On the Egypt-Israel Border, a Modern Exodus


Let My People Stay’: Sudanese protesters held signs outside the Israeli prime minister’s residence in Jerusalem in 2007 demanding that individuals fleeing Darfur be allowed to stay in Israel.
Getty Images
Let My People Stay’: Sudanese protesters held signs outside the Israeli prime minister’s residence in Jerusalem in 2007 demanding that individuals fleeing Darfur be allowed to stay in Israel.

By Kathleen Peratis

Published April 14, 2010, issue of April 23, 2010.
  • Print
  • Share Share

Last month, as Jews around the world prepared for Passover, Egyptian border guards were killing migrants trying to cross into Israel. How many of us, as we sat at our Seder tables, were even aware of the dramatic parallel to the Passover story taking place on the present-day Egyptian-Israeli border?

Most of those trying to cross from Egypt into Israel are from Eritrea and the Darfur region of Sudan. The hardships faced by many in Darfur and in Eritrea are as horrific as slavery, or even worse. Ethnic and political violence in Darfur has resulted in the deaths of, by some estimates, 200,000 people and displaced several million others. In Eritrea, the government brutally represses dissent and imposes mandatory, indefinite military service that a recent Human Rights Watch report succinctly summarized with the title “Service for Life.” The spirit of Pharaoh lives on.

Just as the fleeing Israelites were chased by Pharaoh’s army, Eritreans and Darfuris who are today trying to escape the situations that enslave them are sometimes violently pursued. On March 29, Egyptian border guards shot dead an Eritrean migrant and wounded two others as they tried to cross from the Sinai into Israel. Egyptian security sources told Reuters that Egyptian police had shot dead two African migrants, wounded five others and arrested three more at the same border two days earlier. In response to criticism over the fatal shootings, Egypt’s Ministry of Foreign Affairs stated that “the number of deaths in these incidents did not exceed 2% in 2008 and 4% in 2009 of the total number of migrants attempting to cross.” Since when is shooting and killing four out of every 100 people seeking freedom considered acceptable?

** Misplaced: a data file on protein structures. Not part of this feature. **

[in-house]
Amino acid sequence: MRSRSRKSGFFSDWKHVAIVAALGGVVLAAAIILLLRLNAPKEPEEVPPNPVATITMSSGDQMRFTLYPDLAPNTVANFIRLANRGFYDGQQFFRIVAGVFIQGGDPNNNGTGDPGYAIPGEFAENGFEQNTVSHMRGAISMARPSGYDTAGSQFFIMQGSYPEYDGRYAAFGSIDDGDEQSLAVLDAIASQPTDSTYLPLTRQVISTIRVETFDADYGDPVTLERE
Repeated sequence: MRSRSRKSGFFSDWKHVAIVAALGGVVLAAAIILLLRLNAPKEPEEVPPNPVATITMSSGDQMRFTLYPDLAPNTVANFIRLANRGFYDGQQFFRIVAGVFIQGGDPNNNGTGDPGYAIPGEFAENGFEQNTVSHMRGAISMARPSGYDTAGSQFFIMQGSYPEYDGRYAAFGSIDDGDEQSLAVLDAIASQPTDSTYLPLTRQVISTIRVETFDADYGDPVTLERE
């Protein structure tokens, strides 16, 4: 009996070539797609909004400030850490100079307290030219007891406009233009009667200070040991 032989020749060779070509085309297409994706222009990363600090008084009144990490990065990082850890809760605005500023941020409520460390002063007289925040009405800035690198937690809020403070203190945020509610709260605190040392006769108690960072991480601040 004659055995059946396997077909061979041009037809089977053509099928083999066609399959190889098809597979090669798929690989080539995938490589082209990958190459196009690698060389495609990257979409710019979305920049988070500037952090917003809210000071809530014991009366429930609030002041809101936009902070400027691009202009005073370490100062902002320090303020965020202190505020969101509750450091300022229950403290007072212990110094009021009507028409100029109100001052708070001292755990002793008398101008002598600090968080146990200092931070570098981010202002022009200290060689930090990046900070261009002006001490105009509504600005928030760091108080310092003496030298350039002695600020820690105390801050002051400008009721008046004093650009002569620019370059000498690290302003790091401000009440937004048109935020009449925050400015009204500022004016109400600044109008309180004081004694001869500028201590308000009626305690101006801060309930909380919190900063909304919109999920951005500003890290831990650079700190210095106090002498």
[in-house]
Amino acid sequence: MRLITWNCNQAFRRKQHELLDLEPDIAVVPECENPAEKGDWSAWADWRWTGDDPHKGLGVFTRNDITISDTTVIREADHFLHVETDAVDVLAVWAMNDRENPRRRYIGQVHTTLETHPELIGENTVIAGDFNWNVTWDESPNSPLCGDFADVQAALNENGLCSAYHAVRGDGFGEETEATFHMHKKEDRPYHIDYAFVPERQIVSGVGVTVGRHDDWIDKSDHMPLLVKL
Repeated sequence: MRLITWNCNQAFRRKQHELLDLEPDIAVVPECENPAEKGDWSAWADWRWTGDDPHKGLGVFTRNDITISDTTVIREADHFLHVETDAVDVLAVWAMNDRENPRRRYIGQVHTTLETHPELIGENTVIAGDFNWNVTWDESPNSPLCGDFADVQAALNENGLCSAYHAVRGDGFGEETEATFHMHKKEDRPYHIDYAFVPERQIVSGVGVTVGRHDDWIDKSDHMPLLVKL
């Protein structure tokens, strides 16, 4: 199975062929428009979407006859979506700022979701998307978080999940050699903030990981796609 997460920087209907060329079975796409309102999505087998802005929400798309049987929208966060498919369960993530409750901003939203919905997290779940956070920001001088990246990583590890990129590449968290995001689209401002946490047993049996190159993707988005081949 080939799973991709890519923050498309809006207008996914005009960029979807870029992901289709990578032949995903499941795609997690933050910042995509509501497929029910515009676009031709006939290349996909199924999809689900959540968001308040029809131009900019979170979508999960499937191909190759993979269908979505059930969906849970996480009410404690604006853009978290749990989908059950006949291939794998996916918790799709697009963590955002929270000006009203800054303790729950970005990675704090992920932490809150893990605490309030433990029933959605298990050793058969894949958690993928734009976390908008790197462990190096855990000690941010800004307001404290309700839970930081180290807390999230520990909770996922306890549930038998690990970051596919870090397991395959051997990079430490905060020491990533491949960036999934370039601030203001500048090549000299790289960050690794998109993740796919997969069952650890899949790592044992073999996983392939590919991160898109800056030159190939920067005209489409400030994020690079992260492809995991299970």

Those arrested trying to cross the border are at risk of being returned to places such as Eritrea or Sudan, where they face torture or other forms of persecution. In December 2008 and January 2009, Egypt forcibly returned more than 45 Eritrean asylum seekers to Eritrea, where they faced detention and the risk of torture. The Egyptian authorities did so without first assessing the Eritreans’ protection needs or providing them with the opportunity to make asylum claims.

In the meantime, Prime Minister Benjamin Netanyahu of Israel earlier this year proclaimed his plan to build a fence along the Egyptian border to keep out “infiltrators,” many of whom are asylum seekers from Sudan and Eritrea. While Israel has legitimate security concerns regarding stopping infiltrators seeking to do it harm, Haaretz quoted Netanyahu expressing the much broader concern that “the infiltrators cause cultural, social and economic damage and drag us into the Third World.”

In addition, a government-sponsored bill that has already had its first reading in the Knesset would affirm the so-called “hot returns” policy of detaining and quickly expelling to Egypt asylum seekers who succeed in crossing the border. Israel forcibly returned 217 people to Egypt between January and August of last year alone, according to an official court filing.

Borders, by definition, have two sides. And human rights obligations adhere on both. The Universal Declaration of Human Rights enshrines the principle that everyone has the right “to seek and to enjoy in other countries asylum from persecution,” and the Refugee Convention’s prohibition on forced refugee returns “in any manner whatsoever” is interpreted to bar expulsions at borders that would result in refugees being returned to places where their lives or freedom would either directly or indirectly be threatened.